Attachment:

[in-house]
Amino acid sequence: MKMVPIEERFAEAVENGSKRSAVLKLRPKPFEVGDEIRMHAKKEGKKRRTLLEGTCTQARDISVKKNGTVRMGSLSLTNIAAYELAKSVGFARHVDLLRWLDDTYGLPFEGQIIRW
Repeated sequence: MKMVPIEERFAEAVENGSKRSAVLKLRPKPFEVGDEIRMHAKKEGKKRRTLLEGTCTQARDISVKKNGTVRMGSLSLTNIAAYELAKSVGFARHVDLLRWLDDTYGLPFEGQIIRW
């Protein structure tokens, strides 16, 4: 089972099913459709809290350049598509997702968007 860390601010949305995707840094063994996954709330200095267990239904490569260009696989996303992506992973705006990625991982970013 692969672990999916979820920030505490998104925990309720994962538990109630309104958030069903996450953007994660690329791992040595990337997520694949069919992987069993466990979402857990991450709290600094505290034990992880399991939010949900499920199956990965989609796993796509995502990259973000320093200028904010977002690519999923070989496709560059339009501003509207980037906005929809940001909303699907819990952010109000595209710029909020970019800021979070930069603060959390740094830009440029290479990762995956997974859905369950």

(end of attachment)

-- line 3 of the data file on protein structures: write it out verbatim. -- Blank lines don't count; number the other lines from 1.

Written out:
Repeated sequence: MKMVPIEERFAEAVENGSKRSAVLKLRPKPFEVGDEIRMHAKKEGKKRRTLLEGTCTQARDISVKKNGTVRMGSLSLTNIAAYELAKSVGFARHVDLLRWLDDTYGLPFEGQIIRW